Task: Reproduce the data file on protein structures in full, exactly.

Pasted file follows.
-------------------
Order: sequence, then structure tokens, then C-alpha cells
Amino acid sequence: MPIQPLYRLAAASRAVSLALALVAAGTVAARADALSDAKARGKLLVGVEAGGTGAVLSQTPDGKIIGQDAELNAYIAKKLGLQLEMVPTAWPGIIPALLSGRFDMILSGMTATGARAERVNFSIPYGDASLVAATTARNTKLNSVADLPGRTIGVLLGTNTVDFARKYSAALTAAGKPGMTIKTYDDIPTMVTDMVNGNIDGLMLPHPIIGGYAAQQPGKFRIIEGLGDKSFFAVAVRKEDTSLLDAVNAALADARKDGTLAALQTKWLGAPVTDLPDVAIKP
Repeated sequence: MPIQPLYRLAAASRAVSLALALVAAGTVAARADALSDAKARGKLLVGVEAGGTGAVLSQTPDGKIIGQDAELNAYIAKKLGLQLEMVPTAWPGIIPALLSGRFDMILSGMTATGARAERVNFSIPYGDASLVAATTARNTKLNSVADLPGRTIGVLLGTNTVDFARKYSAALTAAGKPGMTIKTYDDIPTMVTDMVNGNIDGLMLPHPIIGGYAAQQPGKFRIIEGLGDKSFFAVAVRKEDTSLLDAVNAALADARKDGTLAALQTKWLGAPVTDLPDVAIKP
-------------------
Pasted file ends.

Order: sequence, then structure tokens, then C-alpha cells
Amino acid sequence: MPIQPLYRLAAASRAVSLALALVAAGTVAARADALSDAKARGKLLVGVEAGGTGAVLSQTPDGKIIGQDAELNAYIAKKLGLQLEMVPTAWPGIIPALLSGRFDMILSGMTATGARAERVNFSIPYGDASLVAATTARNTKLNSVADLPGRTIGVLLGTNTVDFARKYSAALTAAGKPGMTIKTYDDIPTMVTDMVNGNIDGLMLPHPIIGGYAAQQPGKFRIIEGLGDKSFFAVAVRKEDTSLLDAVNAALADARKDGTLAALQTKWLGAPVTDLPDVAIKP
Repeated sequence: MPIQPLYRLAAASRAVSLALALVAAGTVAARADALSDAKARGKLLVGVEAGGTGAVLSQTPDGKIIGQDAELNAYIAKKLGLQLEMVPTAWPGIIPALLSGRFDMILSGMTATGARAERVNFSIPYGDASLVAATTARNTKLNSVADLPGRTIGVLLGTNTVDFARKYSAALTAAGKPGMTIKTYDDIPTMVTDMVNGNIDGLMLPHPIIGGYAAQQPGKFRIIEGLGDKSFFAVAVRKEDTSLLDAVNAALADARKDGTLAALQTKWLGAPVTDLPDVAIKP